On 14th November 2012, the French Government released the draft third Amended Finance Bill for 2012 which will be examined by the French Parliament as from 3rd December. The main provisions concerning companies are detailed below. A separate e-Alert will be sent in relation to the provisions applicable to individuals.
- Presentation of computerized and other non-paper based accounting records in computerized format for the purposes of a tax audit will be compulsory
The presentation of computerized or other non-paper accounting records for the purposes of a tax audit is currently an option for companies in France. The purpose of this new provision is to oblige companies to keep their accounting records in computerized form to present them to the tax authorities in the same format (i.e. printing out the records onto paper will no longer be accepted). The above will also apply to companies taxed in the category of non commercial income “BNC”.
The draft Bill provides that companies will have to present their computerized accounting in computerized form at the beginning of the tax audit.
If a business fails to present its computerized accounting in computerized form the tax payer will be liable to a minimum penalty of €1,500 per audited year. The penalty could (if greater than €1,500) be as high as 5 per 1000 of the declared turnover (or of the reassessed turnover) or 5 for 1000 of the gross income declared (or gross income reassessed).
In addition, the failure to present the company’s computerized accounting records would be considered as willful opposition to the FTA. The FTA could in turn determine unilaterally the taxable basis of the company.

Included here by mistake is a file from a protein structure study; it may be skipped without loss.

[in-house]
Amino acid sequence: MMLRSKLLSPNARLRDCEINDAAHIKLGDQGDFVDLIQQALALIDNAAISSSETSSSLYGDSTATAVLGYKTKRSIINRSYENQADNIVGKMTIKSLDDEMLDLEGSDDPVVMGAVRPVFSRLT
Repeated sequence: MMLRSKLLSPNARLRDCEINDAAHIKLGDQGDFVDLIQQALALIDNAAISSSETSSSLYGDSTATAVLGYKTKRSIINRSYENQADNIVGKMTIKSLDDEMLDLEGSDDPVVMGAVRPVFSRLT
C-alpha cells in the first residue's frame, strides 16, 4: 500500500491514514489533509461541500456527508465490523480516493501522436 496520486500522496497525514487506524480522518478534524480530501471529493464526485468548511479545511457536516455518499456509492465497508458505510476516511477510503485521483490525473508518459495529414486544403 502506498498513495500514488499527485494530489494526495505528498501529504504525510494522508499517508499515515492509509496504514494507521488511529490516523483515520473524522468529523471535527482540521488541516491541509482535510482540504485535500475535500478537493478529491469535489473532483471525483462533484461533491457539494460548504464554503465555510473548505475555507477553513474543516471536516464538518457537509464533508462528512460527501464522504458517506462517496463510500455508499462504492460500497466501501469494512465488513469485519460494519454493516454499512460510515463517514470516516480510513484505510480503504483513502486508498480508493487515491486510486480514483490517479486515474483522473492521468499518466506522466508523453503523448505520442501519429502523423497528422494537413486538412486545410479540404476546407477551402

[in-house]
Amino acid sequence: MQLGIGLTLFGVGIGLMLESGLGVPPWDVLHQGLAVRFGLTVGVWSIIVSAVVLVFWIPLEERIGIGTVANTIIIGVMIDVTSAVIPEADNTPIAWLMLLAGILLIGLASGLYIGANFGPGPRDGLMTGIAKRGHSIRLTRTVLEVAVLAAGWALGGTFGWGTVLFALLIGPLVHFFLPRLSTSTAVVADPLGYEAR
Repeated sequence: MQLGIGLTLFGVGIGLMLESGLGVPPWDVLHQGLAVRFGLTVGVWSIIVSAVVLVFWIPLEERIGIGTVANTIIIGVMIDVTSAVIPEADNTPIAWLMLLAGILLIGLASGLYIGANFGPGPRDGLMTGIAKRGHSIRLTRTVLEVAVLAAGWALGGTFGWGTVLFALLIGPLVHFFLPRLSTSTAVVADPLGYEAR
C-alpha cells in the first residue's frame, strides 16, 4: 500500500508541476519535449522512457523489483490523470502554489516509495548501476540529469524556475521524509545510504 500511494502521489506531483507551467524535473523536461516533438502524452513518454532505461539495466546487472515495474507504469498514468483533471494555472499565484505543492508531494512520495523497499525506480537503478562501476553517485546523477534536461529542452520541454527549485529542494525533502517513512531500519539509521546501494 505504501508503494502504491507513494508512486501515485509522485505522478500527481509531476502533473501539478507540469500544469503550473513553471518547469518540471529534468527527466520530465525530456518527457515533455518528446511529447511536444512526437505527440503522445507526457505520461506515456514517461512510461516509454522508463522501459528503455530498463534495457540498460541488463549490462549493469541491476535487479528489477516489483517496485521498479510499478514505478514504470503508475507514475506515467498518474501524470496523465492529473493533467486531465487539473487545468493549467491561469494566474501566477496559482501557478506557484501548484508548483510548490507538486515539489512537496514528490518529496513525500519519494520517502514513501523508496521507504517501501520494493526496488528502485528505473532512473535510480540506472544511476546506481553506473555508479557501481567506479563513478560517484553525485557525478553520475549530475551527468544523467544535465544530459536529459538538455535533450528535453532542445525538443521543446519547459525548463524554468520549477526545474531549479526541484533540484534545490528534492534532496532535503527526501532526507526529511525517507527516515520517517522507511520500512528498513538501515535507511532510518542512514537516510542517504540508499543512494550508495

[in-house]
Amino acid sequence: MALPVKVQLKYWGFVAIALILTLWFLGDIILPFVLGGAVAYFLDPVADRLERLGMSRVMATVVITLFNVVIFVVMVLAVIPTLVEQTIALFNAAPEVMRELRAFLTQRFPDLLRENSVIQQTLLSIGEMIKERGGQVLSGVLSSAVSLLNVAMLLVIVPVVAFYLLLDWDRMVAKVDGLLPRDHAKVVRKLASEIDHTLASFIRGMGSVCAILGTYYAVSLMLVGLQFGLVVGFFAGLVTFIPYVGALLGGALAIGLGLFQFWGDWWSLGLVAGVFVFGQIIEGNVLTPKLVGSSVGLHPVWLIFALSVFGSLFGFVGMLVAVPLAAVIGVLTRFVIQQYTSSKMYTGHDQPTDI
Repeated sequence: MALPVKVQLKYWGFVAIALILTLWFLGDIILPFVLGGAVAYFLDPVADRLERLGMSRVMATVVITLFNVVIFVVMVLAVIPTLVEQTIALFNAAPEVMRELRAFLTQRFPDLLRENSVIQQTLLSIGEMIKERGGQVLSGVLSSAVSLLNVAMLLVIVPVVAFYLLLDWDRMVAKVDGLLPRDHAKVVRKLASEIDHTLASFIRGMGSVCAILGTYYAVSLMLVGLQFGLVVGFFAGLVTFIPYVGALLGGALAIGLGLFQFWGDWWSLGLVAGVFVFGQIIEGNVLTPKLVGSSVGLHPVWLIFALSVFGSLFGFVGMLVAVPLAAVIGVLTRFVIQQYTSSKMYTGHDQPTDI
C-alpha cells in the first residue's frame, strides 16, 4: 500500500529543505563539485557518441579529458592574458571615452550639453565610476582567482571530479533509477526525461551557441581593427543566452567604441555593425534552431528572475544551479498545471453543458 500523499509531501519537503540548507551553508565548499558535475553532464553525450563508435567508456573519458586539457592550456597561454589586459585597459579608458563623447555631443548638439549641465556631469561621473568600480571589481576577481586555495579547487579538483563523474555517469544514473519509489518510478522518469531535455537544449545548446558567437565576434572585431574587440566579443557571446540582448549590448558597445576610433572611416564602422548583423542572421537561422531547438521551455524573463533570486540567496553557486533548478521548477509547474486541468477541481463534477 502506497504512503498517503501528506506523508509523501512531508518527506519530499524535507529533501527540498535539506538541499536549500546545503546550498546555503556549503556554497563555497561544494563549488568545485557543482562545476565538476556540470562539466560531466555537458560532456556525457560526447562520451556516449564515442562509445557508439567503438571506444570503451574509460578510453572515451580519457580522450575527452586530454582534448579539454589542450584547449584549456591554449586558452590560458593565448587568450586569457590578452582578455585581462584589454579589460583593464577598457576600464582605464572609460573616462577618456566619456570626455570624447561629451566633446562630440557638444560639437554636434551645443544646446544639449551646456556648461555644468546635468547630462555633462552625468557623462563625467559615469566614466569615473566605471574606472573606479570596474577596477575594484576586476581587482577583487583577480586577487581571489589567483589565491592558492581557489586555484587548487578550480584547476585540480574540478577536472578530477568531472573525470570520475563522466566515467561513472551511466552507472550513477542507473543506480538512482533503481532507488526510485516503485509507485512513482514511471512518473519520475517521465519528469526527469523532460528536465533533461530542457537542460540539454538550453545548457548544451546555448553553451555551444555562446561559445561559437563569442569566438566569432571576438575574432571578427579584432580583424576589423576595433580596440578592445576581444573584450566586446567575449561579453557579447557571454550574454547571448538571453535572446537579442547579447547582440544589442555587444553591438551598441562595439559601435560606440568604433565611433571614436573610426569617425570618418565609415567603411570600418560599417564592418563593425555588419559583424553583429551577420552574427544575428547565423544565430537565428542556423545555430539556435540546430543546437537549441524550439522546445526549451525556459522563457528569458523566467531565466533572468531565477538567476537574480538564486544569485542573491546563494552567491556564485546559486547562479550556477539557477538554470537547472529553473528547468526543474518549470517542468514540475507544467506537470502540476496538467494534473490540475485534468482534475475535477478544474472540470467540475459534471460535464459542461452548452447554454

This new provision applies to audits for which the confirmation of the tax audit is addressed to the company on or after 1 January 2014. This date of 1 January 2014 is proposed to give software developers sufficient time to define the format and standards that the data must be supplied in.
- Modification of the rules in case of a transfer abroad of a French head-office or PE
In two rulings dated 29 November 2011 and 6 September 2012, the ECJ ruled that the “immediate taxation” of the unrealized gains related to assets of resident companies who transfer their assets abroad as part of the transfer of their head-office, constitutes a restriction to the freedom of establishment which is disproportionate to the legitimate objective of the fair allocation of taxing rights between Member States.
However, where national legislation provides for the immediate taxation of these assets but with a deferred payment of the tax due, over many years, then the principles of freedom of establishment and of fair allocation of taxing rights are respected.
In the case of a transfer of a head-office with its assets, French law currently provides for an immediate taxation of the unrealized gains related to the transferred assets.
In order to bring French tax law into line with the recent ECJ decisions, the draft Finance Bill provides for a 5 year roll-over of the CIT computed on the unrealized gains on the transferred assets and on any deferred capital gains, in the case of a transfer of the head-office with a transfer of the related assets from France to another EU or EEA Member State.